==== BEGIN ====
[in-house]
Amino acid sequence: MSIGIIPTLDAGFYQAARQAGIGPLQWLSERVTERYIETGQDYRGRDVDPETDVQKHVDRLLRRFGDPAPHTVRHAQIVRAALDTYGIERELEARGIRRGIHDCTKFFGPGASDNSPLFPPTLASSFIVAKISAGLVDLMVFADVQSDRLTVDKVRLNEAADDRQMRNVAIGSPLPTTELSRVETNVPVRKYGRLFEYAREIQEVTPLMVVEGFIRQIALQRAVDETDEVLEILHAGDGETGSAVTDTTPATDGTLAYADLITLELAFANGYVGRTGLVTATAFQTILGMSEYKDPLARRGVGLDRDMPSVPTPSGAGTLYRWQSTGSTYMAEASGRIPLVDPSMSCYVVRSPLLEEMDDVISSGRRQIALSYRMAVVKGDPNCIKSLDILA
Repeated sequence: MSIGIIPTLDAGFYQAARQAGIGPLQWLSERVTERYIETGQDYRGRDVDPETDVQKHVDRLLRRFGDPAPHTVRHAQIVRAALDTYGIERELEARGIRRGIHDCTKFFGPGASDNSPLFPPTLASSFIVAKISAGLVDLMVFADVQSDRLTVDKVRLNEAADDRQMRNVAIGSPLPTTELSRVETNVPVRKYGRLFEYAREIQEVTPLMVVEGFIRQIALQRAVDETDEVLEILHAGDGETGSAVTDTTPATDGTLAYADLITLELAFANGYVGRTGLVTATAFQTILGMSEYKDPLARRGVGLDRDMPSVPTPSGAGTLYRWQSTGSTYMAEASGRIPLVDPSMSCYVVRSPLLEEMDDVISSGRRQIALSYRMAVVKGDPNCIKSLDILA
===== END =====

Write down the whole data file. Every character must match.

[in-house]
Amino acid sequence: MSIGIIPTLDAGFYQAARQAGIGPLQWLSERVTERYIETGQDYRGRDVDPETDVQKHVDRLLRRFGDPAPHTVRHAQIVRAALDTYGIERELEARGIRRGIHDCTKFFGPGASDNSPLFPPTLASSFIVAKISAGLVDLMVFADVQSDRLTVDKVRLNEAADDRQMRNVAIGSPLPTTELSRVETNVPVRKYGRLFEYAREIQEVTPLMVVEGFIRQIALQRAVDETDEVLEILHAGDGETGSAVTDTTPATDGTLAYADLITLELAFANGYVGRTGLVTATAFQTILGMSEYKDPLARRGVGLDRDMPSVPTPSGAGTLYRWQSTGSTYMAEASGRIPLVDPSMSCYVVRSPLLEEMDDVISSGRRQIALSYRMAVVKGDPNCIKSLDILA
Repeated sequence: MSIGIIPTLDAGFYQAARQAGIGPLQWLSERVTERYIETGQDYRGRDVDPETDVQKHVDRLLRRFGDPAPHTVRHAQIVRAALDTYGIERELEARGIRRGIHDCTKFFGPGASDNSPLFPPTLASSFIVAKISAGLVDLMVFADVQSDRLTVDKVRLNEAADDRQMRNVAIGSPLPTTELSRVETNVPVRKYGRLFEYAREIQEVTPLMVVEGFIRQIALQRAVDETDEVLEILHAGDGETGSAVTDTTPATDGTLAYADLITLELAFANGYVGRTGLVTATAFQTILGMSEYKDPLARRGVGLDRDMPSVPTPSGAGTLYRWQSTGSTYMAEASGRIPLVDPSMSCYVVRSPLLEEMDDVISSGRRQIALSYRMAVVKGDPNCIKSLDILA